I’ve been asking our Better Business, Better Life™ clients, “What is possible now for your business? All of our clients are watching for opportunities to network for hiring purposes or with other business owners who may be selling equipment and assets that you can purchase. How can you create a win-win and better serve your ideal clients in the process?
The market conditions are beyond our control, but our response to them is not. Feeling guilty, feeling loss, feeling powerless—all of this is within your control. It's the choice you make to avoid making changes that creates added pressure on yourself. You are inadvertently choosing inaction and avoiding responsibility that is making the struggle bigger than necessary. You do not have to suffer as a result of what is happening. You can make changes and make improvements and be better for it.
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Stacey Seguin, Strategist at Tap the Potential
As a life-long learner, I’ve had many careers, as a certified corporate paralegal, a help desk manager working with shrink wrap and proprietary software, training and supporting 24/7/365 in a WAN environment, and starting multiple businesses including a lifestyle brand for girls ages 10-13.
I’m a calculated risk-taker.
Profitability brings stability. As a business owner, it becomes a way of life to ride the roller coaster of cash flow management. After 15 years of bootstrapping a multi-million dollar nationwide service provider in the private investigative industry, I know first hand the common experience of skipped paychecks and fear over making the next payroll. I have done the money dance at the post office weekly hoping those promised checks were actually delivered today.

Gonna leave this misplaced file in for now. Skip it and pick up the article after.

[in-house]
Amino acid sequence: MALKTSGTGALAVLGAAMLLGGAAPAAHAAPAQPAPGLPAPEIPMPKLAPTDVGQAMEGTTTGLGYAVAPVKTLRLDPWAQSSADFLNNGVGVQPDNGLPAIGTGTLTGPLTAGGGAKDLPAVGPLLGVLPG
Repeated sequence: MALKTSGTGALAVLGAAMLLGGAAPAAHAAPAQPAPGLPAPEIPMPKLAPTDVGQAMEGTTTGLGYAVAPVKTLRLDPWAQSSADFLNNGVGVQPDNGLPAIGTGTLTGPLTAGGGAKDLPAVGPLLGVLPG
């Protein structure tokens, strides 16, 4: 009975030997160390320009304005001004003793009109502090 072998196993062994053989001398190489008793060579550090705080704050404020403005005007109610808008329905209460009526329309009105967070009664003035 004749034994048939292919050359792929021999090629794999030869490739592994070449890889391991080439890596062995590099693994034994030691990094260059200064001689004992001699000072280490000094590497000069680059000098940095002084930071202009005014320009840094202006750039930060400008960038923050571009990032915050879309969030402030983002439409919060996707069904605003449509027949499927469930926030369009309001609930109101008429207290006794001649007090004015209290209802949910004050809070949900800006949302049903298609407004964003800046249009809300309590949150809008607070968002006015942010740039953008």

I thrive in an environment of possibility and optimism, and can weather the stress of the unknown, but why do that when there is a better way?
That is what I found as a certified Profit First Professional. A better way. Being a business owner impacts every aspect of your personal life and your success in business is directly tied to your success as a human being.
Working on number management is only a part of what makes a business successful. In 2016 I discovered that Donna Leyens of the Provendus Group had co-created the tools and resources based on the Pumpkin Plan principles with Mike Michalowicz for business owners to bring three essential elements together- 1) knowing who you are as a business leader, 2) who your top clients are and 3) very precisely what you do for them. I knew immediately I’d found my calling as a Provendus Strategist linking everything I know about what makes a business exponentially great.
Experience, insight, and problem solving are my starting point for navigating business challenges. I eat sleep and breathe business and crave conversations with business owners.
My purpose is to bring insight and wisdom to guide direction and decision making for other business leaders and get tremendous satisfaction when helping others advance their goals.